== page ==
Crap. This child was supposed to be asleep.

What do you say in that situation? Do you give them the facts of life? Do you tell them that you were just wrestling? Giving back rubs?

The latter is what I settled on. Okay so maybe I'm a coward, but I believe in age-appropriate sex education, okay? And imo SEVEN is way too young to learn the mechanics of the birds and bees. Get off my case already! Oh... you weren't on my case? Well, just in case you were getting ready to get on my case, just don't even go there, kay? Are we understanding one another?

I'm glad we settled that little, uh... misunderstanding. Ahem.

Anyway.

Not too many mornings ago, the same 7-year old said to me, "Mommy, next time when you give daddy a back rub, could you be a little quieter?"

I'm starting to wonder if the cost of building a soundproof chamber in my bedroom would offset the therapy this child will probably need someday.

Confession

I ate a brownie.

Not just any brownie. The brownie I ate was one of the forbidden brownies brought to my house by well meaning people in order that my husband may transport them up to girl's camp for "Bishopric Dinner Night" this evening.

My position is precarious. I have six DOZEN evil, fragrant, fudgy brownies taunting me. Mocking me. I think I may even hear voices. "Eat me.... EAT ME!"

Is there some "Brownie Hotline" I can call to talk me down from the ledge? There's not, you say? Well, there should be, dangit. Suicidal people ain't got nothin' over this problem.

Those ungrateful girls certainly won't miss one. Or two. Will they? I choose to think of it as saving one of them from the corruption. My magnanimosity amazes even me.

I probably should feel guilty about this.

Recipe: Crock Pot Chicken Tacos

I love my Crock Pot slow cooker. During cooler months, I use it on insane afternoons - you know the ones, where one kid has ballet lessons and this other kid needs a ride to the horse training barn and I have Cub Scouts and the husband has Some Important Meeting.

This recipe is amazingly simple, deceptively easy, and wonderfully yummy and goes really well with Spanish Rice.

Ingredients:

  • 4 boneless, skinless Chicken Breasts (but I have used leg quarters and pulled the bones out after cooking--they're cheaper!)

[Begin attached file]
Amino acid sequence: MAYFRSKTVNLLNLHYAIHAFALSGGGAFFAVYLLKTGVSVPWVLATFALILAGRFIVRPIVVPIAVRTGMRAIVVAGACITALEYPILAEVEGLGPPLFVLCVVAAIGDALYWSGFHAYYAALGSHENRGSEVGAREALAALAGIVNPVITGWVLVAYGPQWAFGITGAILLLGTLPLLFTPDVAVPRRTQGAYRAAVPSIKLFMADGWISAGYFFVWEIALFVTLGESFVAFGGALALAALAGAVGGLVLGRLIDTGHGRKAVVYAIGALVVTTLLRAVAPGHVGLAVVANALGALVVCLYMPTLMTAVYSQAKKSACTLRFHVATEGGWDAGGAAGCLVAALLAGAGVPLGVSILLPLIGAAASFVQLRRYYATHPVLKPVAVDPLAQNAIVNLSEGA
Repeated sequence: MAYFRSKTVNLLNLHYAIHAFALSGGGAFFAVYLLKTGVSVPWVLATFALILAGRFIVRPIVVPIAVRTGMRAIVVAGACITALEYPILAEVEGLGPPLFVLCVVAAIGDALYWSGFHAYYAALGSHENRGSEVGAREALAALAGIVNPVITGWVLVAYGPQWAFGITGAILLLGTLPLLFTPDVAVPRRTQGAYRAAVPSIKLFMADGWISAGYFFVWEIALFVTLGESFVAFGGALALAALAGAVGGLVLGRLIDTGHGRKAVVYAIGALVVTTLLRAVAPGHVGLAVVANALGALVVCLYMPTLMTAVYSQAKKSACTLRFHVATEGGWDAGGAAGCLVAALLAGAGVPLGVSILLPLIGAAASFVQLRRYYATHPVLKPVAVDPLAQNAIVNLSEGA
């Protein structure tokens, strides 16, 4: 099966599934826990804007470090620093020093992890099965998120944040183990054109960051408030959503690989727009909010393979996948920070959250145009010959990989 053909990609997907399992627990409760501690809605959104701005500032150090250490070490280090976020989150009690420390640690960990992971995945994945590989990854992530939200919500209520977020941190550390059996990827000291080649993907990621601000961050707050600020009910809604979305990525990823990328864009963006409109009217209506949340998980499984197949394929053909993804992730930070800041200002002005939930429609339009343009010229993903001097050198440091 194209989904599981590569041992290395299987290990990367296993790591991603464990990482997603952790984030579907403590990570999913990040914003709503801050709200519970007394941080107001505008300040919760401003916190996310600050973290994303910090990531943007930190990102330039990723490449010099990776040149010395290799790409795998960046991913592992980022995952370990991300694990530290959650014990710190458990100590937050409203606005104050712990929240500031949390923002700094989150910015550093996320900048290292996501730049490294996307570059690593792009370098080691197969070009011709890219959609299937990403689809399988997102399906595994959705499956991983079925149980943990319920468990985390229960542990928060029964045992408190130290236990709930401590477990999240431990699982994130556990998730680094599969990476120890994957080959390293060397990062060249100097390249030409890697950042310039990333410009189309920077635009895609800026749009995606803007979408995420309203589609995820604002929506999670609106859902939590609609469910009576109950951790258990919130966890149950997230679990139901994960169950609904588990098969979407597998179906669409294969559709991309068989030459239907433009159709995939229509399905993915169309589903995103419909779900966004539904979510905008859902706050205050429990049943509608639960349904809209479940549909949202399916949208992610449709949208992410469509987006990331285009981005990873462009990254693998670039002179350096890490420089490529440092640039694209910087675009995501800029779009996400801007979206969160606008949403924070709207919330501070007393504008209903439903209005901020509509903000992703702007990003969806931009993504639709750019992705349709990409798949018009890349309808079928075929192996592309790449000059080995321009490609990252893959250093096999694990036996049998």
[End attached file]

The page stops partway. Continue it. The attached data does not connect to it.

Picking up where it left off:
• 1 16 oz can mexican style Stewed Tomatoes (or if you're lazy like me, plain stewed tomatoes)
  • 1 8 oz can Tomato Sauce
  • 1/2 Onion, diced
  • 1/2 Green pepper, diced
  • 1 4 oz can Diced Green Chili Peppers
  • 1 package Schilling Taco Seasoning (about 2 Tablespoons if you buy bulk)

Place all ingredients in crock pot (how easy is that!?). Cook on low temperature for 6 hours or more. Shred chicken with 2 forks before serving. Serve with flour tortillas, refried beans, shredded cheese, lettuce, sour cream, guacamole, etc.

You'll be glad you did. Very, very glad.

Monday, July 21, 2008

Everyday Heroes

So this morning was busy...

Have you ever noticed that I like to begin sentences with the word "so"? I think it is some lazy teenager-ish thing I picked up from somewhere. I really can compose coherent sentences that don't begin with "so" or "and". But this is a blog, not a dissertation. And you keep reading, so I guess it isn't offending you too awfully bad.

Anyway.

We had four phases of departure this morning: Karianne to the stake center at 6:15 to go to girls' camp as a YCL; Susan to the church at 7:15 to travel to girls' camp with the ward; the pickup truck to the shop at 8:00 for it's 90,000 maintenance that had been put off for 10,0000 miles too long; and Nathan and Megan off to clogging at 9:45.

Everything went smoothly until I got in the pickup. I turned the key and. . . nothing. Not even a buzzing sound. I immediately sent a prayer of gratitude heavenward for this most ironic of coincidences -- the truck battery was dead on the very morning it was going to the shop! Ya gotta love God's sense of humor.

But I remained calm. I have jumped many a dead battery in my ever-lengthening life. I got the van in position facing the truck, popped the hoods, and connected the jumper cables. Still nothing. Just then my neighbor, Theus, drove up and stopped next to me.



"Dead battery?"

"Yeah"

"Lemme go get my super manly uber powerful battery cables and I'll connect them to my great big testosterone filled battery on this here diesel truck and we'll have you going in no time!"

Okay, well, maybe that's not an exact quote.

Momentarily, my other neighbor and Theus' business partner, Kelly, drove up in his super quad cab diesel pickup, and hooked up the beefy jumper cables. I got in and turned the key. Still nothing. He revved the engine for a few minutes. Nope. He got out of his truck, and scratched his head.

"Is it a stick?"

"Yeah. You think we can jump it?"

"Yeah. I got me three big boys right here to push you."

So he whistled and indeed, three big strapping teenage boys got out of his super cab and smiled at me. I got in behind the wheel, and they pushed me down the street. I popped the clutch three times, but it just wouldn't take.

Then Kelly pulled up in front of me, and got out with a tow rope. "I'll pull ya down to the shop."

Now if you've never been towed on a nice short rope without power brake assist, you have missed out on an exciting experience. I was terrified I was going to crash into the back end of his big fancy truck.

I don't know about you, but a 10 foot following distance makes me just a teensy tiny bit nervous.